Stat Scanner

 
 
By Cameron Sturdevant  |  Posted 2003-07-14 Print this article Print
 
 
 
 
 
 
 


Stat Scanner

EXECUTIVE SUMMARY
STAT Scanner Professional Edition Version 5.14
STAT Scanner is a no-nonsense vulnerability assessment tool that presents the facts, usually accurately, in clear—albeit sparse—reports. The product doesnt provide the depth of operating system identification that the other tools in our test provide. However, it is the first tool to make it through the Common Criteria certification process and the only one to scan network printers for vulnerabilities. STAT Scanner costs $990 for a 10-node license.
KEY PERFORMANCE INDICATORS
USABILITY GOOD
CAPABILITY GOOD
PERFORMANCE GOOD
INTEROPERABILITY GOOD
MANAGEABILITY EXCELLENT
SCALABILITY GOOD
SECURITY GOOD
  • PRO: Common Criteria certified; assesses network devices, including printers.

  • CON:Limited operating system identification; vulnerability descriptions are usually limited to vendor comments.

  • EVALUATION SHORT LIST
    Foundstones FS1000 Appliance Symantecs Symantec Vulnerability Assessment
    Harris STAT Scanner Professional Edition Version 5.14 was most recently revised in June 2002 and costs $990 for a 10-node license. As with all the products reviewed here, volume discounts are available, and the prices quoted are published list prices.

    STAT Scanner has a couple of "onlys" that made it stand out in the crowd: It was the only product in our tests that extended vulnerability testing to printers (specifically, Hewlett-Packard Co. printers)—a potential point of attack. STAT Scanner is also the only product we tested that was certified as compliant with Common Criteria, a tough international IT specification.

    However, STAT Scanner stumbled when it came to recognizing several systems in our testbed. A NetWare 5.0 server, for example, was marked as an unknown operating system, and efforts to get the product to recognize NetWare proved futile.

    STAT Scanner also had trouble correctly identifying Windows Server 2003-based systems. Although STAT Scanner did identify the Windows operating system, it used a Windows 2000 profile to scan for vulnerabilities. Thus, we got several false-positive vulnerability alerts, most pointing out that a variety of service packs had not been installed. Of course, Windows 2000 Server service packs are not applicable to Windows Server 2003, so the test systems were actually fine in that regard.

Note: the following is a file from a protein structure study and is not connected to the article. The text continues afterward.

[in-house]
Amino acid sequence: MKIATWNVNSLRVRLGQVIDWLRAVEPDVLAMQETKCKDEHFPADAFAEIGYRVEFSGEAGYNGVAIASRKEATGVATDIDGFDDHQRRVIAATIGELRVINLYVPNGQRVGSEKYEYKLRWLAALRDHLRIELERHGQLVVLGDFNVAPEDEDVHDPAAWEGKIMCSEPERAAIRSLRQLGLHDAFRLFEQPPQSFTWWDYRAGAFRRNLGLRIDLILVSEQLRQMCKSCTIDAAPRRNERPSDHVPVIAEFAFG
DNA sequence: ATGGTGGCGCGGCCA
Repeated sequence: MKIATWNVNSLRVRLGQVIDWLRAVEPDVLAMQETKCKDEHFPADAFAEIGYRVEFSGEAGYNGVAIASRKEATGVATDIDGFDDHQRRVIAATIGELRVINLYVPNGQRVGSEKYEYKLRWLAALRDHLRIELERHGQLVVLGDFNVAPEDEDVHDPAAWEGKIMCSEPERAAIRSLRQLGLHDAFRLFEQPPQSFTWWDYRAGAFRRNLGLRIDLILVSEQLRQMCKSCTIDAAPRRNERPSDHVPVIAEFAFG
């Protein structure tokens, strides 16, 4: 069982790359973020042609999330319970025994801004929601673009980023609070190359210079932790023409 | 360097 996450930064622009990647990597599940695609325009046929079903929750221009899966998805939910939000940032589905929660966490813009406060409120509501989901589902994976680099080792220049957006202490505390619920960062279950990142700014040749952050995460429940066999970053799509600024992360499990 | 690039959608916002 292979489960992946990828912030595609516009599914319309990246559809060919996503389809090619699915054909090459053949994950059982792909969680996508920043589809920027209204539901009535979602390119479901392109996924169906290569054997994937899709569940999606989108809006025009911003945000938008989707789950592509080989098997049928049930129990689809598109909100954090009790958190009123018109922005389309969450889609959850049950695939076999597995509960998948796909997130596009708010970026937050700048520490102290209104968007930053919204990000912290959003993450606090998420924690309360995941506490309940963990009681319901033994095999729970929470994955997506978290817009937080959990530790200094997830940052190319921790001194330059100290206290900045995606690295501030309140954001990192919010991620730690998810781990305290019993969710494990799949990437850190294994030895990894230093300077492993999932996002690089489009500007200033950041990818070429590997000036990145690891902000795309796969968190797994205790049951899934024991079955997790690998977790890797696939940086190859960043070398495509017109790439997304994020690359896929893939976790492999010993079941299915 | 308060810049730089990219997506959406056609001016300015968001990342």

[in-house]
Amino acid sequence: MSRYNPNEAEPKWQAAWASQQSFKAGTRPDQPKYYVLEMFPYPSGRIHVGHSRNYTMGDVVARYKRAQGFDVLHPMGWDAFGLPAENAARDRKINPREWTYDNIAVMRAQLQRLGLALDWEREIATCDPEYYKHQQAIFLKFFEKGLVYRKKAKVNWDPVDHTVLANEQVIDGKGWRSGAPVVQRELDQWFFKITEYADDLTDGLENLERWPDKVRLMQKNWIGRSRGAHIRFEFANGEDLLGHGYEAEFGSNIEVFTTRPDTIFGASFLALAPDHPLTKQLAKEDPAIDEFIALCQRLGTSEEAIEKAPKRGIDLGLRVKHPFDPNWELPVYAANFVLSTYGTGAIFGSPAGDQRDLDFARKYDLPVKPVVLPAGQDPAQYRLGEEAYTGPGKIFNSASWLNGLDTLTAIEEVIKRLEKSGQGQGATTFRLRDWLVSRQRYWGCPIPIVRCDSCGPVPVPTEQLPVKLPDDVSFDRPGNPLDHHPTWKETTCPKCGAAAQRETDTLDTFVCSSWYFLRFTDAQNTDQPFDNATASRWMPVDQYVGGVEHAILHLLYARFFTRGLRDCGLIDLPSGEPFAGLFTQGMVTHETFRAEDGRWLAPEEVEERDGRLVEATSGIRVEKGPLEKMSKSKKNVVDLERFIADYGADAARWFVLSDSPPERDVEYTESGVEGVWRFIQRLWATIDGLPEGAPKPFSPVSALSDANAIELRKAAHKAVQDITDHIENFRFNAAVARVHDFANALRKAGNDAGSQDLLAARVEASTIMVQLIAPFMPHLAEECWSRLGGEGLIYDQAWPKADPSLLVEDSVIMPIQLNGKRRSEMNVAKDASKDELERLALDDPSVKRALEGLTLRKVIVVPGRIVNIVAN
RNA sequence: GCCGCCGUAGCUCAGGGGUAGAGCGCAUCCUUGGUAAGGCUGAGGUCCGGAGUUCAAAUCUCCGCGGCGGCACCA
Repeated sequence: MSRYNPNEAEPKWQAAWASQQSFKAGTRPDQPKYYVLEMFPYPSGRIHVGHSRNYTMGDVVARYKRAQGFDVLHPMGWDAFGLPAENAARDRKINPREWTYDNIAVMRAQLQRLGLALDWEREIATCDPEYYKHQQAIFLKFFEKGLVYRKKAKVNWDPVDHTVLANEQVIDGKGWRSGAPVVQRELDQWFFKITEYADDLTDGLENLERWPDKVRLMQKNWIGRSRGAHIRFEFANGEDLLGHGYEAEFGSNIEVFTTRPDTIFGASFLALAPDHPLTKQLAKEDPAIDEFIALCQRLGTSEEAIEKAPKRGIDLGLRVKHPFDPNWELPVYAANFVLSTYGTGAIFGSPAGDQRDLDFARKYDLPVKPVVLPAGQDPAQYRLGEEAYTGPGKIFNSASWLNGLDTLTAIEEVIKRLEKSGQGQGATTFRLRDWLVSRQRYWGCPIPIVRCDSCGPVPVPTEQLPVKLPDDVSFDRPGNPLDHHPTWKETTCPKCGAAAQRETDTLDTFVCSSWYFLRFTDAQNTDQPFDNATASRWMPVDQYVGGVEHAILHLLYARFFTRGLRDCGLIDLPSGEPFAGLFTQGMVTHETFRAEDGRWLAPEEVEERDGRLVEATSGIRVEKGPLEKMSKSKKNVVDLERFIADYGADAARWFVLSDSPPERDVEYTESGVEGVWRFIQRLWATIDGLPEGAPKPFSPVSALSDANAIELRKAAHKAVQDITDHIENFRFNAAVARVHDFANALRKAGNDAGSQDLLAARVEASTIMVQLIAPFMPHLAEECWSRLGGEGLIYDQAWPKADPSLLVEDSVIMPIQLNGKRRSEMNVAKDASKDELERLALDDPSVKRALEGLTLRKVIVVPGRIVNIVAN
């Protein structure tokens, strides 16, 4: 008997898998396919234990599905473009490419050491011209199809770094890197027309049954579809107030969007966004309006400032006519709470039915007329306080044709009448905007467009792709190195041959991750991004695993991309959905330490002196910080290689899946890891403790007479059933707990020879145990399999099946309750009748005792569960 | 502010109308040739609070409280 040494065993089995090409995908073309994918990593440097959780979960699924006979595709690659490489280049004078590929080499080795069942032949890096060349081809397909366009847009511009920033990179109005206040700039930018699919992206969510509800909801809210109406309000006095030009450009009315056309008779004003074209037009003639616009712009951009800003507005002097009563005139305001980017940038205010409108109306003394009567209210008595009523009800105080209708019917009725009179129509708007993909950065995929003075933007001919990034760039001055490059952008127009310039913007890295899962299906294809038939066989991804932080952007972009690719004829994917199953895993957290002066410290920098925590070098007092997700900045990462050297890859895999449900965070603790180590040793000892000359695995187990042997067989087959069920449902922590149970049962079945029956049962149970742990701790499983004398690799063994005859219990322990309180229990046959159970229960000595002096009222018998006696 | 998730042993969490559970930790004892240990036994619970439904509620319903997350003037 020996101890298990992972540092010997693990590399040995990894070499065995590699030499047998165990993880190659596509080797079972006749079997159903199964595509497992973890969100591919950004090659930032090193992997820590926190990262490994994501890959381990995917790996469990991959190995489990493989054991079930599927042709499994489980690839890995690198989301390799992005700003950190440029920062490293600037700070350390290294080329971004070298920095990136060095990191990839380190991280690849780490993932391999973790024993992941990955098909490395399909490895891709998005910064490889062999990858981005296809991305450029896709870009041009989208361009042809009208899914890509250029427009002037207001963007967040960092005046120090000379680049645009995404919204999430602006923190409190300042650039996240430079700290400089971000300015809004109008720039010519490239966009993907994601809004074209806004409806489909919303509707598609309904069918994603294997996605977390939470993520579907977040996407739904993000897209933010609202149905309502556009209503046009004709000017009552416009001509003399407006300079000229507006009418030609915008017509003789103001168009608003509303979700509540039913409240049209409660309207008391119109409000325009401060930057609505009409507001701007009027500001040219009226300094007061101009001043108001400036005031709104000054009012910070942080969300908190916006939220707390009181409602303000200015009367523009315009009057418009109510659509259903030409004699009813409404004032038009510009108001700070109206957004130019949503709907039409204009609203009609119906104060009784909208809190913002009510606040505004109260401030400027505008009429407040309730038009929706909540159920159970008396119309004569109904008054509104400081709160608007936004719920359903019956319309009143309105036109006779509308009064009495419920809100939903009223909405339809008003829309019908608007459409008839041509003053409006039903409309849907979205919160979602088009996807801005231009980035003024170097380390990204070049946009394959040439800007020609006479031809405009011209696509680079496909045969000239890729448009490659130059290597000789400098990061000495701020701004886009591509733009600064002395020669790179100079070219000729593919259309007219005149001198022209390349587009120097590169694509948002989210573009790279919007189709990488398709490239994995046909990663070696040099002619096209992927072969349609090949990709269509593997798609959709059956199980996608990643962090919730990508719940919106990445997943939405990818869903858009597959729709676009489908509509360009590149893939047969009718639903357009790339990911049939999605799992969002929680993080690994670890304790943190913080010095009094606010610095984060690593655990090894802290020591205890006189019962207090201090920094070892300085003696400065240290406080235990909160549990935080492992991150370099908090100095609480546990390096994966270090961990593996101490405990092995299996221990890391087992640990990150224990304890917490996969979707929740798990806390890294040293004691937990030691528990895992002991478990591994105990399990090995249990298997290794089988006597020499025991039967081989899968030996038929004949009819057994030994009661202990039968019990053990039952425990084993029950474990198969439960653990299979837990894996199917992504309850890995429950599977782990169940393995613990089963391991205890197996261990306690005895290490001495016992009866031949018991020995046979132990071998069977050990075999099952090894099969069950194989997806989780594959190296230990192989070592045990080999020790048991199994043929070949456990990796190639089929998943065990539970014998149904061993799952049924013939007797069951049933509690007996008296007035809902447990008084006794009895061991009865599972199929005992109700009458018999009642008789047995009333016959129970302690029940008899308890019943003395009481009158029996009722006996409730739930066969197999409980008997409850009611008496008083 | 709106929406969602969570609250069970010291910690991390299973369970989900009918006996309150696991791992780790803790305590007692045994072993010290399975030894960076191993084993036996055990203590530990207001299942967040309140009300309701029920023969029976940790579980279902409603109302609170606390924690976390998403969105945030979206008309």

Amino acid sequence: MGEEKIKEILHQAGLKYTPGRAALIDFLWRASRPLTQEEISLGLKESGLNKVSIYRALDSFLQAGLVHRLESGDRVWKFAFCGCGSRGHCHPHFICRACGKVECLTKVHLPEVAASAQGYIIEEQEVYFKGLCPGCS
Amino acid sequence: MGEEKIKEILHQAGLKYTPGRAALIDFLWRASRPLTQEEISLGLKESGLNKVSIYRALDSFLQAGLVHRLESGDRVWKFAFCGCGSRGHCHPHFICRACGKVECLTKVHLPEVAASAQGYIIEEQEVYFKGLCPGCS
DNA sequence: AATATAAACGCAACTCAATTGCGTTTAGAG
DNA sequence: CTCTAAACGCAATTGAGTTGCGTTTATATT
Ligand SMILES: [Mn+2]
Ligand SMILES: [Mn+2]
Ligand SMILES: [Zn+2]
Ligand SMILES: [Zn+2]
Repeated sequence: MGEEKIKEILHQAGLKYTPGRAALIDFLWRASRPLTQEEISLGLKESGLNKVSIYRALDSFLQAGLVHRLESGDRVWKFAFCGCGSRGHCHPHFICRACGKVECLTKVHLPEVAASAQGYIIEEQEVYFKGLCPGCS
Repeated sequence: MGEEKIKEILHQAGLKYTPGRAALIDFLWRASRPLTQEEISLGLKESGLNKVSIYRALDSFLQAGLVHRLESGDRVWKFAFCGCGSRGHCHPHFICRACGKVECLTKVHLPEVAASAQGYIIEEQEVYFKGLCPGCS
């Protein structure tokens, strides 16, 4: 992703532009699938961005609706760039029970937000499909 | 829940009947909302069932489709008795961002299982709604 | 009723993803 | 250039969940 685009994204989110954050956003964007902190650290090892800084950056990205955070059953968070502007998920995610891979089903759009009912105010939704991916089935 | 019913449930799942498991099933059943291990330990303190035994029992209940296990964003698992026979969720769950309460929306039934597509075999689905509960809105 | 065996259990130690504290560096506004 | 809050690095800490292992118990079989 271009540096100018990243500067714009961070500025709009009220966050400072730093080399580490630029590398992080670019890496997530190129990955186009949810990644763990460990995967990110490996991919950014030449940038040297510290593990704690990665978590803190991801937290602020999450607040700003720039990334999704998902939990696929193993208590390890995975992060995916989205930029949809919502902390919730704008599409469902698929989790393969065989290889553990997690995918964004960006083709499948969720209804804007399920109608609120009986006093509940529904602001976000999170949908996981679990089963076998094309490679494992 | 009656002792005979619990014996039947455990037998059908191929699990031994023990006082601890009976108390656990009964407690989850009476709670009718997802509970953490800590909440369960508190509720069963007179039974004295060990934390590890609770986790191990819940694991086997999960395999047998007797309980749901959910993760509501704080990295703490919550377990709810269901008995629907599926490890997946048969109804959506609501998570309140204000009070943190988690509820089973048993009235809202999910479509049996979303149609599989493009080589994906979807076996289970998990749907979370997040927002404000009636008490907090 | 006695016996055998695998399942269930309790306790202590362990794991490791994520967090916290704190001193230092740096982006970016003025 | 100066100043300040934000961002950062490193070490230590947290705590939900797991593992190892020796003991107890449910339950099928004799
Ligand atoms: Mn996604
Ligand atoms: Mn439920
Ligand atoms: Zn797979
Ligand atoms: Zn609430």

IT managers who are looking at vulnerability assessment tools need to put operating system and application coverage at the top of the evaluation chart. As stated earlier, much of the value of these products comes from their ability to free IT security staff from routine security scans. However, that wont happen if a tool misses a crucial operating system.

    STAT Scanner can be scaled to incorporate multiple networks using STAT DVM (Distributed Vulnerability Management).

    During tests, STAT Scanner did as good a job as any of the products we looked at in limiting the amount of network bandwidth used. We recommend that IT managers pay close attention to the bandwidth-throttling capabilities of vulnerability assessment tools because networks or target systems can be quickly overwhelmed by some of the scanning techniques they use. STAT Scanner did not interfere with any of our database, Web or mail servers and placed very little load on our network infrastructure.



     
     
     
     
    Cameron Sturdevant Cameron Sturdevant has been with the Labs since 1997, and before that paid his IT management dues at a software publishing firm working with several Fortune 100 companies. Cameron also spent two years with a database development firm, integrating applications with mainframe legacy programs. Cameron's areas of expertise include virtual and physical IT infrastructure, cloud computing, enterprise networking and mobility, with a focus on Android in the enterprise. In addition to reviews, Cameron has covered monolithic enterprise management systems throughout their lifecycles, providing the eWEEK reader with all-important history and context. Cameron takes special care in cultivating his IT manager contacts, to ensure that his reviews and analysis are grounded in real-world concern. Cameron is a regular speaker at Ziff-Davis Enterprise online and face-to-face events. Follow Cameron on Twitter at csturdevant, or reach him by email at csturdevant@eweek.com.
     
     
     
     
     
     
     

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